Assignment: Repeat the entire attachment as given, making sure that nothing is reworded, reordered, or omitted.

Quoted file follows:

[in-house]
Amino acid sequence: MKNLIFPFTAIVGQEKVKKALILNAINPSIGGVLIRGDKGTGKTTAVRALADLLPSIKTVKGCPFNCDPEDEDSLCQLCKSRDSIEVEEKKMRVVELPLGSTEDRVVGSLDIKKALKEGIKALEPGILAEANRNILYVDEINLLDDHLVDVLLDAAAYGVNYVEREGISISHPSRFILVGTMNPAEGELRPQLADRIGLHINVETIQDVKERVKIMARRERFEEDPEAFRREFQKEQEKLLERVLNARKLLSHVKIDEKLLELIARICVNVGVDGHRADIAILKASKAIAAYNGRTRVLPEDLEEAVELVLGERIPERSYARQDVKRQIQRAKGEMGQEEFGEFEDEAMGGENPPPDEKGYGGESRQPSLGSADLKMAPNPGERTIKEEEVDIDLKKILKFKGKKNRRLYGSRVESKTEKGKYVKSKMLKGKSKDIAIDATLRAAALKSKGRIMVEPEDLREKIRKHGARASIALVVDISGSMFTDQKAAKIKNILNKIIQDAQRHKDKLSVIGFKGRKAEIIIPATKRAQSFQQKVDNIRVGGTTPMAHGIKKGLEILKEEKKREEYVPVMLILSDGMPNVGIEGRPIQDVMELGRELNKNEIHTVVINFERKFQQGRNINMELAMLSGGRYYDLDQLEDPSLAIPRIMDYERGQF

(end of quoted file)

[in-house]
Amino acid sequence: MKNLIFPFTAIVGQEKVKKALILNAINPSIGGVLIRGDKGTGKTTAVRALADLLPSIKTVKGCPFNCDPEDEDSLCQLCKSRDSIEVEEKKMRVVELPLGSTEDRVVGSLDIKKALKEGIKALEPGILAEANRNILYVDEINLLDDHLVDVLLDAAAYGVNYVEREGISISHPSRFILVGTMNPAEGELRPQLADRIGLHINVETIQDVKERVKIMARRERFEEDPEAFRREFQKEQEKLLERVLNARKLLSHVKIDEKLLELIARICVNVGVDGHRADIAILKASKAIAAYNGRTRVLPEDLEEAVELVLGERIPERSYARQDVKRQIQRAKGEMGQEEFGEFEDEAMGGENPPPDEKGYGGESRQPSLGSADLKMAPNPGERTIKEEEVDIDLKKILKFKGKKNRRLYGSRVESKTEKGKYVKSKMLKGKSKDIAIDATLRAAALKSKGRIMVEPEDLREKIRKHGARASIALVVDISGSMFTDQKAAKIKNILNKIIQDAQRHKDKLSVIGFKGRKAEIIIPATKRAQSFQQKVDNIRVGGTTPMAHGIKKGLEILKEEKKREEYVPVMLILSDGMPNVGIEGRPIQDVMELGRELNKNEIHTVVINFERKFQQGRNINMELAMLSGGRYYDLDQLEDPSLAIPRIMDYERGQF